• These items are either deprecated mappings created before the adoption of this document (such as the mapping of "no-nyn" to "nn" or "i-klingon" to "tlh") or are the result of later registrations or additions to this document (for example, "zh-hakka" was deprecated in favor of the ISO 639-3 code 'hak' when this document was adopted).
  • These field-body of the Preferred-Value for grandfathered and redundant tags is an "extended language range" (<xref target="RFC4647"></xref>) and might consist of more than one subtag.
[same as B]
3. Subtags of type 'extlang' SHOULD be mapped to their Preferred-Value. The field-body of the Preferred-Value for extlangs is an "extended language range" and typically maps to a primary language subtag. For example, the subtag sequence "zh-hak" (Chinese, Hakka) would be replaced with the tag "hak" (Hakka).

4. Other subtags that have a Preferred-Value field in the IANA registry (see Section 3.1 (Format of the IANA Language Subtag Registry)) MUST be replaced with their mapped value. Most of these are either Region subtags where the country name or designation has changed or clerical corrections to ISO 639-1.
3. Subtags are replaced by their Preferred-Value, if there is one. For extlangs, the original primary language subtag is also replaced if there is a primary language subtag in the Preferred-Value.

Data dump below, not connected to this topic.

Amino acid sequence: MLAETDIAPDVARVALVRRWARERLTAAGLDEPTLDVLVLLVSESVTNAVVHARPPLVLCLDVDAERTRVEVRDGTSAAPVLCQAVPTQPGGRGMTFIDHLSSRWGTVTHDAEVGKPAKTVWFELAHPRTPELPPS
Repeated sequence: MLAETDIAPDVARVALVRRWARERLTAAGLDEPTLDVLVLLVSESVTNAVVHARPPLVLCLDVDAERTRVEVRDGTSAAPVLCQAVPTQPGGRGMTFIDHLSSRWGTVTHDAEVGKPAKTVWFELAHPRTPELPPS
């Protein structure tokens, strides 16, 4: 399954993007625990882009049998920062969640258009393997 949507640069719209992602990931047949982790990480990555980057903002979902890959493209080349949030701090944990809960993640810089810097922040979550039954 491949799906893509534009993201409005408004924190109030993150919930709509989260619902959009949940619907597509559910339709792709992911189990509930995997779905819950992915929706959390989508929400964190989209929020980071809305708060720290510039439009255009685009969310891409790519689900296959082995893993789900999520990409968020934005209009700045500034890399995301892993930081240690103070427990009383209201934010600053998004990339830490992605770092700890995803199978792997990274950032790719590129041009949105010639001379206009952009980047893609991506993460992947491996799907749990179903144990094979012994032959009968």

• The field-body of the Preferred-Value for extlangs is an "extended language range" and typically maps to a primary language subtag. For example, the subtag sequence "zh-hak" (Chinese, Hakka) would be replaced with the tag "hak" (Hakka).
  • Most of the non-extlang subtags are either Region subtags where the country name or designation has changed or clerical corrections to ISO 639-1.
[same as B]

4. In the extlang canonical form (but not the default canonical form), primary language subtags that are also extlang subtags are prepended with the extlang's Prefix.
  • For example, "hak-CN" (Hakka, China) has primary language subtag 'hak', which in turn has an 'extlang' record with a Prefix 'zh' (Chinese). The 'extlang' canonical form would be "zh-hak-CN" (Chinese, Hakka, China).
  • Note that Step 4 may restore a subtag that was removed by Step 3.
[Replace B: "4. In the extlang canonical form (but not...
...Step 3." by the following]

The canonical form has no extlang subtag. There is an alternate 'extlang form' that modifies the canonical form so that primary language subtags that are also extlang subtags are prepended with the extlang's Prefix. This form may be useful in environments where the presence of the Prefix subtag is considered beneficial in matching or selection (see <xref target="choiceUsingExtlang"></xref>).
  • For example, "hak-CN" (Hakka, China) has primary language subtag 'hak', which in turn has an 'extlang' record with a Prefix 'zh' (Chinese). The extlang form would be "zh-hak-CN" (Chinese, Hakka, China).